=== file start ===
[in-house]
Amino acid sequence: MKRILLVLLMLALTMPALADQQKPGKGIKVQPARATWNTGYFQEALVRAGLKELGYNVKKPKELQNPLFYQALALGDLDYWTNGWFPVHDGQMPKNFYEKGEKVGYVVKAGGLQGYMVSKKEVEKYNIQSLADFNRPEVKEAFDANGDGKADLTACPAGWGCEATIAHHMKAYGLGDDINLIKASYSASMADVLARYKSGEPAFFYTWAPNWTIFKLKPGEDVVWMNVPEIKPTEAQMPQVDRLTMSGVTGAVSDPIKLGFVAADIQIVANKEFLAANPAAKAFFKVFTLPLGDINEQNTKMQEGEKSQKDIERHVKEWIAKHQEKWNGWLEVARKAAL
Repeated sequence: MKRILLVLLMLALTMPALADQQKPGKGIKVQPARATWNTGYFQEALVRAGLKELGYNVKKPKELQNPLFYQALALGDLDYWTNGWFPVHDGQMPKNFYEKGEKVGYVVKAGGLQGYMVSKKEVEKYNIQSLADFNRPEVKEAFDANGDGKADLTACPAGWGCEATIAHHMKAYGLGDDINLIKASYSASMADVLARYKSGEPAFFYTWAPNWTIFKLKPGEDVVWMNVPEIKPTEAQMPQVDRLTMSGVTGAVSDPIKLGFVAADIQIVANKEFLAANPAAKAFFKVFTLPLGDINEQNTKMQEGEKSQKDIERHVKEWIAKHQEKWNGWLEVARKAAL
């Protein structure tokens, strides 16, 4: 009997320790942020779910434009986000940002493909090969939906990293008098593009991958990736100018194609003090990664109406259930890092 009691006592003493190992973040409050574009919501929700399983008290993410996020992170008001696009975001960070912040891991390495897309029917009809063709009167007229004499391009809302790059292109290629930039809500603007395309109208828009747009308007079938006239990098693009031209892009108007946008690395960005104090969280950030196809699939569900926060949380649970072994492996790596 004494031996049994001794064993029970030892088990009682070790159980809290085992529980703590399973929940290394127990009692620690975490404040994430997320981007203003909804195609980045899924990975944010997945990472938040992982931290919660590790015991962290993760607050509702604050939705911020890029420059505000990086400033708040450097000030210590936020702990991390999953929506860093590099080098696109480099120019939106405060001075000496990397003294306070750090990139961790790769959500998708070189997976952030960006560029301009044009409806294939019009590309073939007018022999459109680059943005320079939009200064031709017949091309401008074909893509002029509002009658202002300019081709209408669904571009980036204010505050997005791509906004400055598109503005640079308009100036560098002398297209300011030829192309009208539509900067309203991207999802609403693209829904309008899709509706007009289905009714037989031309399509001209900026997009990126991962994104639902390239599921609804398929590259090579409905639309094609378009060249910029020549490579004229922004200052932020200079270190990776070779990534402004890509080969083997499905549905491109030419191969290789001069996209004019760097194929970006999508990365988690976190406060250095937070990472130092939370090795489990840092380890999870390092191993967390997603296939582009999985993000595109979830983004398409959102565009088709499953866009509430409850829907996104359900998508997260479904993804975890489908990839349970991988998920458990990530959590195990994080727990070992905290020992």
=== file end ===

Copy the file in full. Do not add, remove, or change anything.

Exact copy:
[in-house]
Amino acid sequence: MKRILLVLLMLALTMPALADQQKPGKGIKVQPARATWNTGYFQEALVRAGLKELGYNVKKPKELQNPLFYQALALGDLDYWTNGWFPVHDGQMPKNFYEKGEKVGYVVKAGGLQGYMVSKKEVEKYNIQSLADFNRPEVKEAFDANGDGKADLTACPAGWGCEATIAHHMKAYGLGDDINLIKASYSASMADVLARYKSGEPAFFYTWAPNWTIFKLKPGEDVVWMNVPEIKPTEAQMPQVDRLTMSGVTGAVSDPIKLGFVAADIQIVANKEFLAANPAAKAFFKVFTLPLGDINEQNTKMQEGEKSQKDIERHVKEWIAKHQEKWNGWLEVARKAAL
Repeated sequence: MKRILLVLLMLALTMPALADQQKPGKGIKVQPARATWNTGYFQEALVRAGLKELGYNVKKPKELQNPLFYQALALGDLDYWTNGWFPVHDGQMPKNFYEKGEKVGYVVKAGGLQGYMVSKKEVEKYNIQSLADFNRPEVKEAFDANGDGKADLTACPAGWGCEATIAHHMKAYGLGDDINLIKASYSASMADVLARYKSGEPAFFYTWAPNWTIFKLKPGEDVVWMNVPEIKPTEAQMPQVDRLTMSGVTGAVSDPIKLGFVAADIQIVANKEFLAANPAAKAFFKVFTLPLGDINEQNTKMQEGEKSQKDIERHVKEWIAKHQEKWNGWLEVARKAAL
């Protein structure tokens, strides 16, 4: 009997320790942020779910434009986000940002493909090969939906990293008098593009991958990736100018194609003090990664109406259930890092 009691006592003493190992973040409050574009919501929700399983008290993410996020992170008001696009975001960070912040891991390495897309029917009809063709009167007229004499391009809302790059292109290629930039809500603007395309109208828009747009308007079938006239990098693009031209892009108007946008690395960005104090969280950030196809699939569900926060949380649970072994492996790596 004494031996049994001794064993029970030892088990009682070790159980809290085992529980703590399973929940290394127990009692620690975490404040994430997320981007203003909804195609980045899924990975944010997945990472938040992982931290919660590790015991962290993760607050509702604050939705911020890029420059505000990086400033708040450097000030210590936020702990991390999953929506860093590099080098696109480099120019939106405060001075000496990397003294306070750090990139961790790769959500998708070189997976952030960006560029301009044009409806294939019009590309073939007018022999459109680059943005320079939009200064031709017949091309401008074909893509002029509002009658202002300019081709209408669904571009980036204010505050997005791509906004400055598109503005640079308009100036560098002398297209300011030829192309009208539509900067309203991207999802609403693209829904309008899709509706007009289905009714037989031309399509001209900026997009990126991962994104639902390239599921609804398929590259090579409905639309094609378009060249910029020549490579004229922004200052932020200079270190990776070779990534402004890509080969083997499905549905491109030419191969290789001069996209004019760097194929970006999508990365988690976190406060250095937070990472130092939370090795489990840092380890999870390092191993967390997603296939582009999985993000595109979830983004398409959102565009088709499953866009509430409850829907996104359900998508997260479904993804975890489908990839349970991988998920458990990530959590195990994080727990070992905290020992």